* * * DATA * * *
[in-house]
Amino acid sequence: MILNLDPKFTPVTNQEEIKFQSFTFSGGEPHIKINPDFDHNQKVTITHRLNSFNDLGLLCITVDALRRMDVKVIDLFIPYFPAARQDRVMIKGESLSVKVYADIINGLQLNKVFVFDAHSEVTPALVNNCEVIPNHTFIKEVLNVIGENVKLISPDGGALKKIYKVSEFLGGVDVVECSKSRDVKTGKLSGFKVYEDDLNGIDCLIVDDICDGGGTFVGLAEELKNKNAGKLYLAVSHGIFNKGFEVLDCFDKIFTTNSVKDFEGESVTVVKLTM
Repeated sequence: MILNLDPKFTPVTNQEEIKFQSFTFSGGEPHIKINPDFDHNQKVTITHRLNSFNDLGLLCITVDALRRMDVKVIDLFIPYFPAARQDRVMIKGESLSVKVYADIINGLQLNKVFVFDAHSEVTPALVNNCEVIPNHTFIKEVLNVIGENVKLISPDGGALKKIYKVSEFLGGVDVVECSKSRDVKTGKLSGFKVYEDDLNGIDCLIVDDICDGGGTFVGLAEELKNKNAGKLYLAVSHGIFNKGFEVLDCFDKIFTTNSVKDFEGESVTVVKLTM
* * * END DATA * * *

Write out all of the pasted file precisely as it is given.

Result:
[in-house]
Amino acid sequence: MILNLDPKFTPVTNQEEIKFQSFTFSGGEPHIKINPDFDHNQKVTITHRLNSFNDLGLLCITVDALRRMDVKVIDLFIPYFPAARQDRVMIKGESLSVKVYADIINGLQLNKVFVFDAHSEVTPALVNNCEVIPNHTFIKEVLNVIGENVKLISPDGGALKKIYKVSEFLGGVDVVECSKSRDVKTGKLSGFKVYEDDLNGIDCLIVDDICDGGGTFVGLAEELKNKNAGKLYLAVSHGIFNKGFEVLDCFDKIFTTNSVKDFEGESVTVVKLTM
Repeated sequence: MILNLDPKFTPVTNQEEIKFQSFTFSGGEPHIKINPDFDHNQKVTITHRLNSFNDLGLLCITVDALRRMDVKVIDLFIPYFPAARQDRVMIKGESLSVKVYADIINGLQLNKVFVFDAHSEVTPALVNNCEVIPNHTFIKEVLNVIGENVKLISPDGGALKKIYKVSEFLGGVDVVECSKSRDVKTGKLSGFKVYEDDLNGIDCLIVDDICDGGGTFVGLAEELKNKNAGKLYLAVSHGIFNKGFEVLDCFDKIFTTNSVKDFEGESVTVVKLTM